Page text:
THE COURT: Is that correct, Mr. Pena?MR. PENA: That's correct, Your Honor. He told us he was being subpoenaed.


He has been serving time on this matter for almost two years now. He recognizes that our employment terminated, and we so advised him in the presence of the Government attorney last week, and he so recognized.


We told him he could testify if he wanted to or could not, under the Court's direction.


Casiano's drug importation efforts earned him consecutive five year sentences, four years special parole, and a $20,000 fine. The district court later vacated Casiano's special parole term, but his convictions were subsequently affirmed on direct appeal. United States v. Ocanas, 628 F.2d 353 (5th Cir.1980).


Thereafter, Casiano (acting pro se and in forma pauperis ) filed a motion to vacate sentence pursuant to 28 U.S.C. Sec. 2255; it was dismissed with prejudice on November 18, 1982, upon Casiano's request. On September 27, 1989, Casiano filed the instant Sec. 2255 motion challenging his convictions. This motion was referred to a magistrate who, without an evidentiary hearing, recommended that it be denied. After reviewing the record de novo, the district court adopted the magistrate's findings of fact and recommendation, denying the motion on February 2, 1990. This appeal followed.



In reviewing the trial court's denial of Casiano's federal habeas corpus motion, we subject its findings of fact to "clearly erroneous" scrutiny. Humphrey v. Lynaugh, 861 F.2d 875, 876 (5th Cir.1988); United States v. Hughes, 635 F.2d 449 (5th Cir.1981). Errors of law, of course, we freely review. Humphrey, 861 F.2d at 876; Baker v. Metcalfe, 633 F.2d 1198, 1201 (5th Cir.), cert. den., 451 U.S. 974, 101 S.Ct. 2055, 68 L.Ed.2d 354 (1981). Further, because Casiano "has not deliberately bypassed the appellate process in order to gain tactical advantage," United States v. Caceres, 745 F.2d 935, 936 n. 2 (5th Cir.1984), he may assert his Sixth Amendment claim notwithstanding the fact that he failed to raise it in his direct appeal.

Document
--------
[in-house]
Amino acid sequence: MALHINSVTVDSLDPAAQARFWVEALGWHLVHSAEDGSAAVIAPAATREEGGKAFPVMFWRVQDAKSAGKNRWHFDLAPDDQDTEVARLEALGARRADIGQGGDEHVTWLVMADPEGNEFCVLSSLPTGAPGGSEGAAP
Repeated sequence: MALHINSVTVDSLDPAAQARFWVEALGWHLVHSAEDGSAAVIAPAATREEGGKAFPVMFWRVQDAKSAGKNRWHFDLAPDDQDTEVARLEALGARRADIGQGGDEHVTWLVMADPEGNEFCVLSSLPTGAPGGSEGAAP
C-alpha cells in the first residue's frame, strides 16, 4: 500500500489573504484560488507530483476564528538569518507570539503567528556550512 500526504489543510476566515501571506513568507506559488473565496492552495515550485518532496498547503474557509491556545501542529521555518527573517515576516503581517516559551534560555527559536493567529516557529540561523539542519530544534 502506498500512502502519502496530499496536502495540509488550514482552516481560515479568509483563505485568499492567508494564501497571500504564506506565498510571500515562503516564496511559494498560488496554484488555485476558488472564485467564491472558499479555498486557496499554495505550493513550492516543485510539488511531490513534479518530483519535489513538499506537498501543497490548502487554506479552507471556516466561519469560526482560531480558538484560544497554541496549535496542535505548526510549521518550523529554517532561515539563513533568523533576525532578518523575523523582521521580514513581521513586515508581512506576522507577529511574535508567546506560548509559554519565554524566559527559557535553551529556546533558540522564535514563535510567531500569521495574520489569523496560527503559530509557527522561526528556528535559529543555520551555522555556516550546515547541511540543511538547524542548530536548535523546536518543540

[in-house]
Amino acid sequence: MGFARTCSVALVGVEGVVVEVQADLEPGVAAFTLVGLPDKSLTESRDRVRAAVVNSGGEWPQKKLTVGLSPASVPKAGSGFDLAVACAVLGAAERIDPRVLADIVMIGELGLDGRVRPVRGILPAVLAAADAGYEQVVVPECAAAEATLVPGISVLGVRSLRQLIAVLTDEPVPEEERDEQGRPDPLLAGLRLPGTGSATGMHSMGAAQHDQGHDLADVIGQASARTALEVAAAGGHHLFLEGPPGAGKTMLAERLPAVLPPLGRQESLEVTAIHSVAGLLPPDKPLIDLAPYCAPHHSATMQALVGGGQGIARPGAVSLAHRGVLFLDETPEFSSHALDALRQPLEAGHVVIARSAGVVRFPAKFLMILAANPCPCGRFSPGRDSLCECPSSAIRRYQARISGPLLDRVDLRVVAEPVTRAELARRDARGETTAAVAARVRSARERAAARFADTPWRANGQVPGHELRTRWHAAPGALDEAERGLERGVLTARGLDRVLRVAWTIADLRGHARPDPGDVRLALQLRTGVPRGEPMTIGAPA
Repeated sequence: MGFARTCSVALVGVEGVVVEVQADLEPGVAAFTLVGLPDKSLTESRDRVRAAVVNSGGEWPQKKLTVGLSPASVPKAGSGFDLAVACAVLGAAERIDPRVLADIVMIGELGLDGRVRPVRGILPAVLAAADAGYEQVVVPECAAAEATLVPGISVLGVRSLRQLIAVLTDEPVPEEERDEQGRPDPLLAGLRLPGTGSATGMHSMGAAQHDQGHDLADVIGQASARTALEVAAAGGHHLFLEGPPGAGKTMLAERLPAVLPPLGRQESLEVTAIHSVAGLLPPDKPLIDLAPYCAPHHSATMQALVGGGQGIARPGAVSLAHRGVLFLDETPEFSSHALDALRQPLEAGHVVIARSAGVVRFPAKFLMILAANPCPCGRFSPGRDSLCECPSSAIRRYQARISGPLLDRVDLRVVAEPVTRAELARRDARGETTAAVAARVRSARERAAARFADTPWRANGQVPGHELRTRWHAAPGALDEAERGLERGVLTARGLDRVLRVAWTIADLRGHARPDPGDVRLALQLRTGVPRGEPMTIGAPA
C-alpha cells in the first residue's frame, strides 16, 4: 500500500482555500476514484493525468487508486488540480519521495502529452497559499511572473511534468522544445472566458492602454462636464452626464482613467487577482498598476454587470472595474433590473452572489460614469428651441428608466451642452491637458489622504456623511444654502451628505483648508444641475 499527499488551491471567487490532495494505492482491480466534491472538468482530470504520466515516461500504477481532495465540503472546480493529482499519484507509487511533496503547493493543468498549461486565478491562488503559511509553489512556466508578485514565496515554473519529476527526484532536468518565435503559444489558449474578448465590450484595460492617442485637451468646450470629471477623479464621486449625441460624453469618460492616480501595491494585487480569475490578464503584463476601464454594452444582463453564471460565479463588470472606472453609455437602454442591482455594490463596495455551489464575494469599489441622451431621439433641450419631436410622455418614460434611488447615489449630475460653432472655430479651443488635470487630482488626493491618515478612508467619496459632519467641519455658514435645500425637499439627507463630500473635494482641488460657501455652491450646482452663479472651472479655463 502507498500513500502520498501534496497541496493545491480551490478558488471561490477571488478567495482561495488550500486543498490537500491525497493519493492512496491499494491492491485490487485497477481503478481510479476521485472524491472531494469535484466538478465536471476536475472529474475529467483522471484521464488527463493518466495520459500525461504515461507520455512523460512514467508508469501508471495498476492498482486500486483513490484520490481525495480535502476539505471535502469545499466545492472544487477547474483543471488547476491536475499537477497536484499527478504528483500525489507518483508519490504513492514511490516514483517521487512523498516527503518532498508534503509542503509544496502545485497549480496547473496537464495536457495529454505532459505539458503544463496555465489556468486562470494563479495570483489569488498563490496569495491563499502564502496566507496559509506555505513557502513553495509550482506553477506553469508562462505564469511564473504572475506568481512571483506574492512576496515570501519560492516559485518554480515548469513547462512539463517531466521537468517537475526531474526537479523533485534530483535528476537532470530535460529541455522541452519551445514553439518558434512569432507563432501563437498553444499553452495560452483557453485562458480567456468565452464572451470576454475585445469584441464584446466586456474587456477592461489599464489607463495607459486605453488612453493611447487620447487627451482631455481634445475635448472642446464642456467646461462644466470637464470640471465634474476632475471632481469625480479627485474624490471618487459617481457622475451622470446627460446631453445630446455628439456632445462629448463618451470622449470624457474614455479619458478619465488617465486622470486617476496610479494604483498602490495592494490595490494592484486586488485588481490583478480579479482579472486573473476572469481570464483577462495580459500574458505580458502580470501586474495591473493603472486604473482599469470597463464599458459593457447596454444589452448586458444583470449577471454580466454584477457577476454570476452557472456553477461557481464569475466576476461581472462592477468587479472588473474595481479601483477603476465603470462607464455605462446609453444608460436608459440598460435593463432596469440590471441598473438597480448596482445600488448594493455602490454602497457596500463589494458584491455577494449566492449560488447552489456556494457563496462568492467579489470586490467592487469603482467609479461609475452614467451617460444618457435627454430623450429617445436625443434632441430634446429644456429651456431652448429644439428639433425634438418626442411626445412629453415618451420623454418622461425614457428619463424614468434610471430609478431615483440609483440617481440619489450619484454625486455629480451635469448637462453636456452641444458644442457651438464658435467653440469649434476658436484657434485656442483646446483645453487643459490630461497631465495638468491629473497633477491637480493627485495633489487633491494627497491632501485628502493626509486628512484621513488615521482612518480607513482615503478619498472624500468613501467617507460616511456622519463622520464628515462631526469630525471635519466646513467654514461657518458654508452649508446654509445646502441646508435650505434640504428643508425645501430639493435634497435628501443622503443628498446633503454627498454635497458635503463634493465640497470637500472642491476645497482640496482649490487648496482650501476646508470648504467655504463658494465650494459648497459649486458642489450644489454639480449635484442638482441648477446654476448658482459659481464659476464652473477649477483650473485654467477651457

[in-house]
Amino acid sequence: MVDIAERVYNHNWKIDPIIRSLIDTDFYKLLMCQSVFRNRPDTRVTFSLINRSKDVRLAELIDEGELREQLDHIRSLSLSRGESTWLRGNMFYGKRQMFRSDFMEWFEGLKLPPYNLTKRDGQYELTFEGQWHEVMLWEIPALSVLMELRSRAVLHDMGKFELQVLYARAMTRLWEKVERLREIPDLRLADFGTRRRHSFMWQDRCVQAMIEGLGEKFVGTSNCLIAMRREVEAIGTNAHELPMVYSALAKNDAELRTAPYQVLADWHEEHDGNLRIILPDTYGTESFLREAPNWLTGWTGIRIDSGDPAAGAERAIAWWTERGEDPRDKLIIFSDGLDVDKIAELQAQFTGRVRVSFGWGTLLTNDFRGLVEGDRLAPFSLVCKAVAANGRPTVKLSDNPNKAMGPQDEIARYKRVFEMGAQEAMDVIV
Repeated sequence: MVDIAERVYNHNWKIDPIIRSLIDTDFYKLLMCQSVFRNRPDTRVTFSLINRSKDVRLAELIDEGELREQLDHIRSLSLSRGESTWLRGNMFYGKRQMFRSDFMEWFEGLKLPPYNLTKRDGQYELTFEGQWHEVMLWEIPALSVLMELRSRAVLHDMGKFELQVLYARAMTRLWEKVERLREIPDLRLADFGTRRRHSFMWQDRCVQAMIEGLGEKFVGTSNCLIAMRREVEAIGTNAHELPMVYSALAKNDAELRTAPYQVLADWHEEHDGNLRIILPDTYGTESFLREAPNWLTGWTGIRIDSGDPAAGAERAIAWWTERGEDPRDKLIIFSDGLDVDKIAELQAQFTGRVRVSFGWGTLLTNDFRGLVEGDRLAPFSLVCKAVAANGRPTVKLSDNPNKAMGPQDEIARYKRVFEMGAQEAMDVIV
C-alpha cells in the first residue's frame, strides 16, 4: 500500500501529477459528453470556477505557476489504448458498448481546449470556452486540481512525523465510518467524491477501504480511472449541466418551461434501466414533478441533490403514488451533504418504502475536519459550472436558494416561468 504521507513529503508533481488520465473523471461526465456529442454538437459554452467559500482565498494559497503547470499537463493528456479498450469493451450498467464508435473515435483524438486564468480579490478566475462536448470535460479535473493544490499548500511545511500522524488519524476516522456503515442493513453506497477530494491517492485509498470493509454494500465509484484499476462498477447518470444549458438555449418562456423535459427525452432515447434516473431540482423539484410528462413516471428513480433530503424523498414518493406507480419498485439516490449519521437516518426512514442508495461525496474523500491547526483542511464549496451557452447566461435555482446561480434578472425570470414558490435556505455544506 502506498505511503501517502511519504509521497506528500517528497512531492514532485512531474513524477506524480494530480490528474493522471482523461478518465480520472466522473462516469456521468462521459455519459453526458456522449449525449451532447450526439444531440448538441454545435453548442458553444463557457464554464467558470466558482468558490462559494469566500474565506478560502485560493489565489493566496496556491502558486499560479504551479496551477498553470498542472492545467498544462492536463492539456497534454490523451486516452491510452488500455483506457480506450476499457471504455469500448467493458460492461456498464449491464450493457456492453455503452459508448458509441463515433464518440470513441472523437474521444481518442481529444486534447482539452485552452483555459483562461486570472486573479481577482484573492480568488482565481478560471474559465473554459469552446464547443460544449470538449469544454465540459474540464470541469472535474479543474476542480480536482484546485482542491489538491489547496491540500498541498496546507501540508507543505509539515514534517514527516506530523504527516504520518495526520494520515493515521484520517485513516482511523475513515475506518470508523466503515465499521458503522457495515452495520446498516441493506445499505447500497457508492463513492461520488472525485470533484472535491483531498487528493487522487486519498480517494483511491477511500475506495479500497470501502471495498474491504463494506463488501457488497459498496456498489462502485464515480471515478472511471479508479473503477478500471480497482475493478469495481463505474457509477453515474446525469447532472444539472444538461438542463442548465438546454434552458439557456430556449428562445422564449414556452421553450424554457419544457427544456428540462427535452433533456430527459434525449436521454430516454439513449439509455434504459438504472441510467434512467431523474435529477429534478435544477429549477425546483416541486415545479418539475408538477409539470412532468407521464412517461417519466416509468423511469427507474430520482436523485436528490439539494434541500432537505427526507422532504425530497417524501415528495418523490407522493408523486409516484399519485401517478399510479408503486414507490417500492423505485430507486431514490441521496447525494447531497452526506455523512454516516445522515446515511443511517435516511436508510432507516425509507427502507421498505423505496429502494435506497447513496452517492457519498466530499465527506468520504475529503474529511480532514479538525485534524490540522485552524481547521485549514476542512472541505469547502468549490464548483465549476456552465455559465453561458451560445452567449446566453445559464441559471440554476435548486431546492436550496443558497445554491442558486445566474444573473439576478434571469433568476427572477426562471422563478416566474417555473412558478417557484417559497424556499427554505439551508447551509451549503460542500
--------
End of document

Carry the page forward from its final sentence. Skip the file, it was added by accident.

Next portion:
Casiano's rejoinder to the denial of his Sec. 2255 motion comprises two arguments: (1) his consecutive sentences for conspiracy and for the underlying offense of drug possession constitute double jeopardy; and (2) he was denied effective assistance of counsel. We disposed of Casiano's double jeopardy claim, however, on direct appeal some eleven years ago:


Casiano also contends that by receiving consecutive sentences for conspiracy and possession he has somehow been punished twice for the same offense. It is beyond dispute, however, that conspiracy and the substantive offense that is the object of the conspiracy are separate and distinct crimes. The trial court could therefore properly impose consecutive sentences.


Ocanas, 628 F.2d at 362 (citations omitted). Accordingly, Casiano's only legitimate ground for Sec. 2255 relief is his Sixth Amendment contention.


That contention is as follows. Casiano admits that he was aware of--and waived any--possible conflict of interest inherent in his attorneys' simultaneous representation of Alvarado and Ocanas, two of his four co-defendants. He asserts, however, that one of his attorneys--Pena--operated under the onus of a second, discrete conflict: his prior representation of Martinez, a government witness who testified against Casiano. In Casiano's words, the waiver he entered "did not go to the conflict raised by [the] inability to cross-examine a Government witness at the expense of another client but solely to conflicts arising from inability to call one co-defendant against another because they were represented by the same counsel." Put another way, Casiano insists that Pena's earlier attorney-client relationship with Martinez created an actual conflict in violation of the Sixth Amendment, and that he never waived his right to be free from this conflict, irrespective of whether he waived any conflict vis-a-vis Pena and Ibanez's representation of Alvarado and Ocanas.